Maersk Posts Record Profit, Steps Up Buyback Program
Danish container-shipping giant launched a new $5 billion share buyback program; ‘It’s been our best quarter ever,’ CEO says
A.P. Moller-Maersk A/S said it would launch a roughly $5 billion share-buyback program as unrelenting demand for manufactured goods helped the Danish shipping company post a record profit for the first quarter.
Maersk said net profit surged to $2.7 billion, up from $197 million in the first quarter of last year, boosted by big retailers such as Walmart Inc. and Amazon.com Inc. restocking inventories that were depleted early last year after the coronavirus pandemic hit.
The result came in above the average forecast of $2.38 billion of 10 analysts surveyed by FactSet.
Maersk is the world’s No. 1 containership operator, moving nearly 17% of all container capacity, according to data provider Alphaliner, and its performance is considered a barometer of global trade.
“It’s been our best quarter ever,” said Maersk CEO Soren Skou. He said demand is driven by a race to replenish low U.S. inventories with consumers spending Covid-19 related stimulus checks mostly for online shopping. “That won’t change anytime soon as the American and other
major economies are recovering fast,” he said.
Revenue rose 30% to $12.44 billion, in line with guidance provided by the company last week.
Maersk said shipping volumes rose 5.7% year-over-year in the quarter and that average freight rates were 36% higher.
The company’s shares surged 6.4% on the Copenhagen Stock Exchange to 15,945 kroner after the strong earnings report.
Maersk last month concluded the 3.3 billion kroner, equivalent to $533.6 million, first phase of its current 10 billion kroner share-buyback program, and plans to buy back the remaining 6.7 billion kroner between by the end of September. A new program of up to 31 billion kroner, worth approximately $5 billion, will be executed over two years when the current one is finalized, the company said.
The expanded share buyback is “supported by the strong earnings and free cash flow generation seen in both 2020 and 2021,” the company said.
Mr. Skou said he expects the boom for container ships that began late last summer to continue until the end of the year.
“Demand from our customers for space on ships is very high up in the third quarter. The freight rates will normalize at some point, but we expect the current strong market to continue into the fourth quarter,” Mr. Skou said. “The pandemic continues to impact the industry with a temporary economic upside, along with significant operational challenges.”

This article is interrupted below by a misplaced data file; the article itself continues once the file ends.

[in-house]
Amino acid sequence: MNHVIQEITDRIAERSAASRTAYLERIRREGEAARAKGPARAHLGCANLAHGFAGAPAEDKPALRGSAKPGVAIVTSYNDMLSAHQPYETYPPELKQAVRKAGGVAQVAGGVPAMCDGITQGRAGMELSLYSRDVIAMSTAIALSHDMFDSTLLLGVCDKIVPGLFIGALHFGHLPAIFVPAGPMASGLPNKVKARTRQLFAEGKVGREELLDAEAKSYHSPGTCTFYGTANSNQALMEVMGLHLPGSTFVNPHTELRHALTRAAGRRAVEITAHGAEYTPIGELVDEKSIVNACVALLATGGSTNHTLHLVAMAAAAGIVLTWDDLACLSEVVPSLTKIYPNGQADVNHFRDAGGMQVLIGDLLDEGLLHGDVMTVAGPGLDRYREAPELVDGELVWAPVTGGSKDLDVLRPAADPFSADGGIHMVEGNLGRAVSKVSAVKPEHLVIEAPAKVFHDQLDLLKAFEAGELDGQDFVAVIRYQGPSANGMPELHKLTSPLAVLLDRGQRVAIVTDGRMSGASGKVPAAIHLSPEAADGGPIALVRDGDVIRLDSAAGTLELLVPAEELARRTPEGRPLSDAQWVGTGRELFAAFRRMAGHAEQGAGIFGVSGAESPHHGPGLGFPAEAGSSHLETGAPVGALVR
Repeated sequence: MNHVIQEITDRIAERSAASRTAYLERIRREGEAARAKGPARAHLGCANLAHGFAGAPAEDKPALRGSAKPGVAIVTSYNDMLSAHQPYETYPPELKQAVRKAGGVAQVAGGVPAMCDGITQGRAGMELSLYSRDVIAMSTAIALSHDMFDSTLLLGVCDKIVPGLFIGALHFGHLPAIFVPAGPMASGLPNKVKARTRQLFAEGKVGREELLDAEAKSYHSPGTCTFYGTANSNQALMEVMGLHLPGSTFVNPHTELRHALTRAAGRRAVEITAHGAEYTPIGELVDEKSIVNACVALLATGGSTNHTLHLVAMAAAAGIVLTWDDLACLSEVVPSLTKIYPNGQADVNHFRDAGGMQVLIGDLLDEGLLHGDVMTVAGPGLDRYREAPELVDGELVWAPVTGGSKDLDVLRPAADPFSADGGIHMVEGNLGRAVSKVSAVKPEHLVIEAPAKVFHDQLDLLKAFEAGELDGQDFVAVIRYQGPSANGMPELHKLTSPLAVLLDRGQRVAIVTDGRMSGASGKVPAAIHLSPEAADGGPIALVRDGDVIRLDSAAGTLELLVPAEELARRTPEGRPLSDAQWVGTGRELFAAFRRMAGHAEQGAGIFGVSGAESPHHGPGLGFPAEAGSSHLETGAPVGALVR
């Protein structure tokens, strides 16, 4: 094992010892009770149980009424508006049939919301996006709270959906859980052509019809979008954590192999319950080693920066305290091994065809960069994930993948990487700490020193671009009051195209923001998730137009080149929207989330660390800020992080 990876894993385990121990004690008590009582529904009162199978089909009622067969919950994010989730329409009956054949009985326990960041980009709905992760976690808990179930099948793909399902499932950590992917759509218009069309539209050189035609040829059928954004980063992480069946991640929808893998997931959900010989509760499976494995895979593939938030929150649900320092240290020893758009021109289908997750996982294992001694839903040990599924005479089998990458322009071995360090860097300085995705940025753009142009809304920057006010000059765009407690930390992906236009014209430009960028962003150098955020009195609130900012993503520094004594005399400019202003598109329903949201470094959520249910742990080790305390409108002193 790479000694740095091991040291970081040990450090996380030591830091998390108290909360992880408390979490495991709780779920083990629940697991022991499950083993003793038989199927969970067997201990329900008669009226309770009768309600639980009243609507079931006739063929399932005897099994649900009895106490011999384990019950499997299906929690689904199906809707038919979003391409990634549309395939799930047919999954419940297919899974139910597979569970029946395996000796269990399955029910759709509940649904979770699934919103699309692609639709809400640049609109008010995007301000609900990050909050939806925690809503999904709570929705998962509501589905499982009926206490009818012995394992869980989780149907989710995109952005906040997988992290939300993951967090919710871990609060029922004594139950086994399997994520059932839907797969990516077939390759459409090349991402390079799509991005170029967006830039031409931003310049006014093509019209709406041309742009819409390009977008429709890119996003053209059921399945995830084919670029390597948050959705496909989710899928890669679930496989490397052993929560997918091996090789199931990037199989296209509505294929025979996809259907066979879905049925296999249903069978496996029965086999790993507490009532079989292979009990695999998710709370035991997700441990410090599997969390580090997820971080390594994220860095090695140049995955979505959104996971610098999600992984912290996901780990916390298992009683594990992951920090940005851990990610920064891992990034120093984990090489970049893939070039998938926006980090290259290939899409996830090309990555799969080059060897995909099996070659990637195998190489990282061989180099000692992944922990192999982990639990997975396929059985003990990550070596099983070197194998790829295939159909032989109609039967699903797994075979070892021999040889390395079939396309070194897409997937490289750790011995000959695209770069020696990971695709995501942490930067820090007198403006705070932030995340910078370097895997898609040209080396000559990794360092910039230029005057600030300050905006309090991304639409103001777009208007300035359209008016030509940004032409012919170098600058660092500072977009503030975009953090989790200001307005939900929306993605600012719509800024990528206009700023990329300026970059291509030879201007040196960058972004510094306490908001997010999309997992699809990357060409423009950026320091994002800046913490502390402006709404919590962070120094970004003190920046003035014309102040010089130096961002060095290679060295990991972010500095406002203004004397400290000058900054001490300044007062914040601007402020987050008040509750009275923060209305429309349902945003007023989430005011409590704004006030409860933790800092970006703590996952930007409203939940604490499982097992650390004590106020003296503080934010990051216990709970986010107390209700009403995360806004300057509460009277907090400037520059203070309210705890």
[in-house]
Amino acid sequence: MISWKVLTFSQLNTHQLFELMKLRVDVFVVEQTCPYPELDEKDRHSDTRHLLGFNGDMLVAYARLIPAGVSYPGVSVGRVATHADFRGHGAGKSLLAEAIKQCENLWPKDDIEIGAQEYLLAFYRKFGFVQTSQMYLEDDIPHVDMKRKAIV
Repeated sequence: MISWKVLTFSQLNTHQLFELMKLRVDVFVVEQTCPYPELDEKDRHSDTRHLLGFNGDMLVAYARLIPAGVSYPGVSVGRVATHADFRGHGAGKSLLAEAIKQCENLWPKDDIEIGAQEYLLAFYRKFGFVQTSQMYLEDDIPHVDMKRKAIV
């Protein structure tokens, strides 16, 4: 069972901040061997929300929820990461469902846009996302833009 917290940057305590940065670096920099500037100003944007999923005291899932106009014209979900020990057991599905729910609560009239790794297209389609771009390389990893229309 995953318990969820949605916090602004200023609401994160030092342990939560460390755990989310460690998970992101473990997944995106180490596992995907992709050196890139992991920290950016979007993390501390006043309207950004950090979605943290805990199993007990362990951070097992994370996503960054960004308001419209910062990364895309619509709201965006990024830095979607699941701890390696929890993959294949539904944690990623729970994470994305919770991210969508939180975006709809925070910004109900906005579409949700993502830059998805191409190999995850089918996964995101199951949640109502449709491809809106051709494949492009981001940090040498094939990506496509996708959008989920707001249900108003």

The cost of shipping a container from China to Los Angeles surged to $4,140 in April from $1,579 a year earlier, and the cost of moving one from Asia to Europe rose to $3,934 from $741, according to the Shanghai Containerized Freight Index.
Maersk last week increased its forecast for container demand growth to between 5% and 7% this year from a February forecast of 3% to 5%.
Mr. Skou said container ships still face long delays to unload at congested ports around the world, including the U.S. West Coast gateways of Los Angeles and Long Beach, and that the capacity crunch will continue after 50 of Maersk’s ships were stranded in the Suez Canal for almost a week in March when a giant boxship, operated by a competitor, ran aground.
Unlike many smaller carriers, Maersk has been focusing on long-term contracts, rather than relying on spot rates. Operators that agree to prices in the spot market can benefit from short-term spikes, but also lose out when rates fall, often below operational costs.
The company said it already has completed roughly 80% of its contract deals for this year, with the remainder to be settled by the end of this month. Long-term contract coverage will increase 20% compared with 2020, the company said.
The earnings boost will accelerate Maersk’s investment into its inland logistics business. Since 2016, when Maersk set out to become an integrated logistics operator, the conglomerate has sold its oil-and-tanker businesses and invested tens of millions of dollars in warehousing and customs-clearing services globally.
Revenue from the company’s logistics and services division rose 42% year-over-year in the first quarter to $2 billion.
“The benefits from the extraordinary freight market will disappear at some point,” Mr Skou said. “What is the growth we’ve seen in our logistics business. Our strategy to offer inland logistics to our ocean customers is playing out and wie are supercharging that part of the business.”